Any graduate student enrolled in a graduate degree program in the Rackham School of Graduate Studies is eligible to apply for the Graduate Certificate Program in MEMS. We have rolling admissions, so you may apply at any time. For requirements and how to apply, follow the Graduate Certificate Program link.
The centerpiece of the Graduate Certificate Program is the MEMS proseminar, which is a team-taught comparative and/or interdisciplinary course that brings together faculty and students from a wide array of our constituent areas. Visiting lectures, colloquiua, and conferences are often coordinated to bear upon the topic of a given term’s proseminar. This course is offered under two or more departments (appropriate to the topic and disciplinary approach) and welcomes both Certificate students and other interested upper level students. For more information, follow the Proseminar link.
MEMS 898: Interdisciplinary Dissertation Colloquium
The MEMS proseminar is usually our students’ first experience in creating an interdisciplinary intellectual community. At the other end of the graduate student experience, MEMS 898 offers a similar model of interdisciplinary work for students at the dissertation-writing stage. The Dissertation Colloquium provides advanced students in MEMS an opportunity to present their work to one another in a seminar that brings together doctoral candidates from potentially all the MEMS disciplines. The work one presents may be dissertation chapters (or parts thereof), conference papers, or scholarly articles to be submitted for publication. In addition to reading and responding to one another’s work, the seminar will also consider methodological and disciplinary issues of common interest to members of the seminar. MEMS 898 counts toward the requirements of the Certificate in Medieval and Early Modern Studies, but you do not need to be admitted to the Certificate Program to take the course. The Dissertation Colloquium may be repeated for up to six credits. This is the only MEMS colloquium you can also take for graduate course credit.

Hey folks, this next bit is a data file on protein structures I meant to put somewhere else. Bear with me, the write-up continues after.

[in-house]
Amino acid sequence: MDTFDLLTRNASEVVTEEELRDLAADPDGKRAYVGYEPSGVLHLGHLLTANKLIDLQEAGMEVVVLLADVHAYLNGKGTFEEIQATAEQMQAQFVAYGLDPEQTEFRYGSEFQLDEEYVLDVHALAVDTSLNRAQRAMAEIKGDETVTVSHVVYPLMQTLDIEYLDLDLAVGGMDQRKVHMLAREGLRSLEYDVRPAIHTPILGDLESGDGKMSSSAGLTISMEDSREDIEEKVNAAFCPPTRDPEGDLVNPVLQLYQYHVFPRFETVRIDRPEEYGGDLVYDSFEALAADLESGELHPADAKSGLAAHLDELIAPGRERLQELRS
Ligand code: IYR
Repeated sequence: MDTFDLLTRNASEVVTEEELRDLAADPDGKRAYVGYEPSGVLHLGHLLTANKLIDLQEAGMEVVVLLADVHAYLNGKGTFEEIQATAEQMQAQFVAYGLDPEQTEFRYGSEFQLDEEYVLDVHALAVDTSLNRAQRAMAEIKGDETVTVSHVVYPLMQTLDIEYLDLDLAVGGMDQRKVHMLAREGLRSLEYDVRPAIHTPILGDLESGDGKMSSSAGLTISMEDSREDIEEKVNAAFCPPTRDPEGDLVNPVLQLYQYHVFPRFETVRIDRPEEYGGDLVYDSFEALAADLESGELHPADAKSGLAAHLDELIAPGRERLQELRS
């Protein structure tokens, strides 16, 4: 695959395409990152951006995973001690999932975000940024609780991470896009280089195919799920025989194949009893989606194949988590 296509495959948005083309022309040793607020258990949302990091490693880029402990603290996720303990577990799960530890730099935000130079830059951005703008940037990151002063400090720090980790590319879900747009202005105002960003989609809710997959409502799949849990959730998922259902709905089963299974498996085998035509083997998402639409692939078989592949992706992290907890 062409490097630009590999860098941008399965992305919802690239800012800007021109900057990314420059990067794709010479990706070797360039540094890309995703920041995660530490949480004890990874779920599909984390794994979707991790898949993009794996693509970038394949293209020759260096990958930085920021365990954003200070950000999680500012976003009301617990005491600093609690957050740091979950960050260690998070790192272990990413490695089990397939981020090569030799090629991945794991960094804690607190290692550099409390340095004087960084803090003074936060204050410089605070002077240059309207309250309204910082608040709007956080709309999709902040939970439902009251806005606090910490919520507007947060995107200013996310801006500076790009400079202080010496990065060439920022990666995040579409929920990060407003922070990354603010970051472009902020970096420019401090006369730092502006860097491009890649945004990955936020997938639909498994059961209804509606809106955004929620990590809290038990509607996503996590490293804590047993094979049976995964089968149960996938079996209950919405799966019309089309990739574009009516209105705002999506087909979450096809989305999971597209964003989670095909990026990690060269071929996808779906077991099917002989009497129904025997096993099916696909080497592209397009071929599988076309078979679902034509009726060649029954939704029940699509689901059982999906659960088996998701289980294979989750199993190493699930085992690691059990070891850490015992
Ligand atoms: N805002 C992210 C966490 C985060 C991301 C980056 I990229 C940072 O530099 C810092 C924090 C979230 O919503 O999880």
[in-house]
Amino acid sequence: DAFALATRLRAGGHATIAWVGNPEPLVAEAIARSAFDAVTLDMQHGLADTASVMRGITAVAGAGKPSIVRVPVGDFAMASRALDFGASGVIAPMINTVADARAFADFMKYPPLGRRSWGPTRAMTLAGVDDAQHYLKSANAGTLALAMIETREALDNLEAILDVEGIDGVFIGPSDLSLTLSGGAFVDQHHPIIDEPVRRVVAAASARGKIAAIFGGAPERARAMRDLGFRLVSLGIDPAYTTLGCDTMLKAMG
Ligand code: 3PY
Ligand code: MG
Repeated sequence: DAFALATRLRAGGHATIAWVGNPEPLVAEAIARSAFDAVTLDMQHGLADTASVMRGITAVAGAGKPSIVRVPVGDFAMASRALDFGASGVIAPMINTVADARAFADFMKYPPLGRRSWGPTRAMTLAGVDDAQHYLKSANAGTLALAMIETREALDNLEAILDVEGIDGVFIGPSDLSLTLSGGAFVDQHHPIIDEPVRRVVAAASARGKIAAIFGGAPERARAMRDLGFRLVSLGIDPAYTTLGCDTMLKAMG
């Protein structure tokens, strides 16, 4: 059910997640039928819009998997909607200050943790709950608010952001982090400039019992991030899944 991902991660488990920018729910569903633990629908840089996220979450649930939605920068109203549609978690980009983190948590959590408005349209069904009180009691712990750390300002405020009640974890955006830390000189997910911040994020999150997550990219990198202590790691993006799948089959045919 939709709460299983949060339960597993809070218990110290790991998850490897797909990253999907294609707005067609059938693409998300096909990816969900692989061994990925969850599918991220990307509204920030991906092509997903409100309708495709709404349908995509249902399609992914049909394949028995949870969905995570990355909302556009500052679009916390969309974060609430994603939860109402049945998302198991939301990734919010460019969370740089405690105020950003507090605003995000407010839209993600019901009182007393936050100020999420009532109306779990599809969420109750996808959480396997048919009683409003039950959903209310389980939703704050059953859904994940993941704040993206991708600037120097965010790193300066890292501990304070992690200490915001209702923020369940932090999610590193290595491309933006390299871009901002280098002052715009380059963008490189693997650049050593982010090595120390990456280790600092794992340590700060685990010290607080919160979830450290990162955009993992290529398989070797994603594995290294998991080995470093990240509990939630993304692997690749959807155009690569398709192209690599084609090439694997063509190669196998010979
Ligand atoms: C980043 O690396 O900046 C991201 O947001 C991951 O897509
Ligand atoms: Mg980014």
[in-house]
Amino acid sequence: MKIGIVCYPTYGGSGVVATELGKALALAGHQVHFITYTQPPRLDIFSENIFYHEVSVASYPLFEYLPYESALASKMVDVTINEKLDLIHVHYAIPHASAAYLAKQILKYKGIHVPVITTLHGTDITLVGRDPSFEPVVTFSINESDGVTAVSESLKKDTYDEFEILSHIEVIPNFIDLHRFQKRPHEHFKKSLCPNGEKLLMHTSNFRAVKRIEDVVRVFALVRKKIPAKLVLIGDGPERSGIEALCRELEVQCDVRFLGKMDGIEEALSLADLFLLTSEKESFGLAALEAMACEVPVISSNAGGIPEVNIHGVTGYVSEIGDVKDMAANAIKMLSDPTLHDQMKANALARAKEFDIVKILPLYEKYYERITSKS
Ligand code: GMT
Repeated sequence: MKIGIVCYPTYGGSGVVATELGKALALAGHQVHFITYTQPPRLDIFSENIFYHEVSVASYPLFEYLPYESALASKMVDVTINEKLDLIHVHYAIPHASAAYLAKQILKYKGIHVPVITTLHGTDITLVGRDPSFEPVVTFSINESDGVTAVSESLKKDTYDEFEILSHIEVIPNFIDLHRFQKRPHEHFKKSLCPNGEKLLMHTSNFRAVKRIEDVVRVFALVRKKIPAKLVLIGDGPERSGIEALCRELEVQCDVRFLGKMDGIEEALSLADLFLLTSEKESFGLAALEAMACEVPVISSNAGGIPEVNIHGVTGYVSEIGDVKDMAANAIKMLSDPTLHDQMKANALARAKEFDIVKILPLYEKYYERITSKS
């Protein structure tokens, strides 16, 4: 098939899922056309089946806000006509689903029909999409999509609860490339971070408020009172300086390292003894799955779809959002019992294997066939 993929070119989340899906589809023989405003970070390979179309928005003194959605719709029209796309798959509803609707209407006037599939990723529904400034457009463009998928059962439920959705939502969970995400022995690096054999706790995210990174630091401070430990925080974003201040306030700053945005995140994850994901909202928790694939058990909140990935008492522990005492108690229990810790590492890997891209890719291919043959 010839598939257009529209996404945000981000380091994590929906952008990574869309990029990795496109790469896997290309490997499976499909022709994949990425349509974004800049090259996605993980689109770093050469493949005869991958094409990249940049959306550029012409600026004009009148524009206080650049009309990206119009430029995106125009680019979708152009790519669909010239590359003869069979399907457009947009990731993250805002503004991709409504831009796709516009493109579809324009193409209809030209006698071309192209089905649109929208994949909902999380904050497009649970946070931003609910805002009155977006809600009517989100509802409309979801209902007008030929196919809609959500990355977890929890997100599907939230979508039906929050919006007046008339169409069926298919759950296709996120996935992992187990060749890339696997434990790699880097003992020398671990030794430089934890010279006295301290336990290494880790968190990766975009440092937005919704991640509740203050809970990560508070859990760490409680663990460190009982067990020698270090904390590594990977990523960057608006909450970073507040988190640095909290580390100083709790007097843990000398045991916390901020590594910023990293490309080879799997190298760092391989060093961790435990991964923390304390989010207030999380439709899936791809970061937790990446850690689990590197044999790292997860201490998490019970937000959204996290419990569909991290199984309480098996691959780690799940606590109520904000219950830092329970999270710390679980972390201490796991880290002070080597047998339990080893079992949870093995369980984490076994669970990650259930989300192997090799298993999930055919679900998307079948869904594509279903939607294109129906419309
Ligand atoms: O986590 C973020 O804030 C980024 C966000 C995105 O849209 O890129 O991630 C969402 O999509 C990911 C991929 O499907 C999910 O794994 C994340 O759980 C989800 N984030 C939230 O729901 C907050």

The Premodern Colloquium
The Premodern Colloquium is a reading group in medieval and early modern studies. The Colloquium has been meeting for more than twenty-five years in the home of Tom Green (Law School, History Department) by whom it was founded as a forum for discussion of new work in the history of law. In recent years it has evolved into a wide-ranging multi-disciplinary reading group dedicated to medieval and early modern studies in History, History of Art, History of Law, European Literature and Languages, and other fields. The groups has recently read current journal articles and book chapters, but typically discussions focus on works-in-progress by local and visiting scholars, or dissertation chapters presented by our own students. We would especially like to increase the participation of graduate students in our regular meetings, both as discussants and as presenters of dissertation work in progress. Our discussions tend to be intense and lively, but people who present their own work also find the experience to be friendly and helpful. Suggestions for future readings, including advanced dissertation chapters, are most welcome, as are the names of interesting scholars we might invite locally or try to draw in from further away. Readings for each month are decided in consultation with a sub-group of regular participants. If you have suggestions or questions about The Premodern Colloquium please write to Tom Green (firstname.lastname@example.org) or to Tom Willette (email@example.com).
Michigan Medieval Seminar
The 2011 Michigan Medieval Seminar is being organized by Ryan Szpiech (Romance Languages) and Hussein Fancy (History). This edition will focus on the Mediterranean, highlighting comparative studies that bring together Latin, Arabic, Hebrew, and Romance sources in order to deal with interdisciplinary subjects such as conversion, violence, and translation.
Rackham Interdisciplinary Workshops
Since 2003 Rackham School of Graduate Studies has sponsored a number of interdisciplinary workshops for graduate students and faculty. These groups are self-organized by the participants, have an ongoing core membership, and meet regularly throughout the academic year. This program is designed to help advanced students form working groups that support the dissertation-writing process, as well as encouraging exchange and collaboration among students and faculty who share intellectual interests but do not have a readily available common forum. For information on MEMS-related workshops and other groups of interest, follow the Rackham Seminars link above. (ED: Which link is this? Please locate and restore.)